Lost your tide chart? No problem!

Low tide at the Lubec breakwater. Tides here average about 19 feet. Photo by Homer Shannon

December 2021

By Homer Shannon
For Points East

Boating in New England’s ocean waters requires that you pay attention to the tide. With local average tidal heights from three to twenty feet, ten feet being the norm for most of the ocean-facing coast, inattention to the tide can easily result in a grounding or serious accident.

You may have learned about the “Rule of Twelfths” If you have not, here is a quick introduction. The tide does not come in evenly. Its rate of rising or falling accelerates during the first three hours and decelerates during the last three hours. Because of this the tidal rise or fall per hour is not even. The rule of twelfths states that in the first and last hour of a tide, the vertical change is one twelfth of the total tide height. In the second and fifth hours, the tidal change is two twelfths. And, in the third and fourth hours of the tide the change is three twelfths per hour.

The piece that always seems to get left out of the explanation of the rule is, “How much is one-twelfth of the tide fall?” Not being a math genius, the answer to this question was not obvious to me, so I set out building a table that I could keep aboard with the tidal change for a range of tide heights. The equation for the answers is: Tide change in one twelfth of the total tide change equals the total tide height (in feet) times twelve (inches) divided by twelve. Well, if you do the math, you quickly see that the two twelves in the equation cancel out. The answer to the question is: One twelfth of the tide height equals the tide height in feet stated as inches. So, a local tide, say of nine feet, rises nine inches in each twelfth. All you need to do, to calculate the local tide change in any particular hour, is multiply the total tidal height times one, two or three. That number, in inches, is the tide change for that hour.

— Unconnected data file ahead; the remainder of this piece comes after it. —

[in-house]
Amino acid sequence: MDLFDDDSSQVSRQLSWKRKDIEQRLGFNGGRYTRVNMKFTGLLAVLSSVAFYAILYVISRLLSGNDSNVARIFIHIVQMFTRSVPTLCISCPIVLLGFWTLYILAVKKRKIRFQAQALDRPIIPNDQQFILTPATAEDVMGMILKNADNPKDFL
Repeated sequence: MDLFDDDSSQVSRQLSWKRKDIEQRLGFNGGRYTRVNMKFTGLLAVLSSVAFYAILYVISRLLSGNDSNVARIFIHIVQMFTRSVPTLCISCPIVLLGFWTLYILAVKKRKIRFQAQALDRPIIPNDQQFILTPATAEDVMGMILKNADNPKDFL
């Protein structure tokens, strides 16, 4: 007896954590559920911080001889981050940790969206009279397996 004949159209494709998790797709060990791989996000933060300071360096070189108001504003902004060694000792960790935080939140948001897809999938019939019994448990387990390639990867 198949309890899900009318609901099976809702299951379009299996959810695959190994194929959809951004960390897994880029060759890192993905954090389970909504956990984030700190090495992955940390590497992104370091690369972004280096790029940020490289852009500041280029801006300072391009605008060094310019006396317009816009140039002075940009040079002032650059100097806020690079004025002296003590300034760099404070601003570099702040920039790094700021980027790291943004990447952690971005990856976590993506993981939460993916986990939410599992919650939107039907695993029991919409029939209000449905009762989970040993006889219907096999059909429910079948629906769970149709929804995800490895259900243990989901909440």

This does get a bit more complicated if you are way down east where the Bay of Fundy exerts its control and the tide starts climbing towards twenty feet. But before you go and get a calculator, try this trick. Taking a 17-foot tide (no one remembers their 17 multiplication tables!) in the third or fourth period where the tide rises three twelfths as an example, calculate the answer as three times twenty minus three times three. The answer is sixty minus nine. That’s math anyone can do in their head.

Knowing these facts, as long as you know the local tidal range, you can easily calculate the tidal rise and fall for any hour of the tide.

Another interesting fact about the tides is that, here in New England, the high tide on the day of the full moon occurs nearly exactly at noon. This rule has some assumptions. It assumes that the local time is eastern daylight savings time, which of course is when most recreational boating is done. Also, the rule assumes you are on the ocean facing part of the coast, Provincetown to Eastport. Once you get deep in bays, rivers or the southern Cape Cod area, local tide times get very weird. But for Boston and most of the coast, these rules hold.

The high tides on the day of the full moon and the new moon occur at noon and midnight. The high tides on the day of the first quarter of the moon and the third quarter (aka last quarter) of the moon occur at roughly six o’clock in the morning and six o’clock in the evening. To remember this fact, I created a simple saying:

Full moon, new moon – tide at noon. First and last – supper and breakfast.

The low tides are the opposite of the high tides – low is at roughly six o’clock a.m. and p.m. on the day of the full and new moon and roughly at noon and midnight on the moon’s quarters. Each day the time of the tide advances by about an hour and twenty minutes.

So, if you know the phases of the moon for the month, you can easily work out the general tides for the month and will only need a tide table if you need to know the exact time of the tide.

Homer and Dee Shannon live in Windham, N.H., and sail out of the American Yacht Club in Newburyport, Mass. They have been sailing Cinderella, a Bristol 29.9, for 22 years. The boat draws 4 feet 4 inches.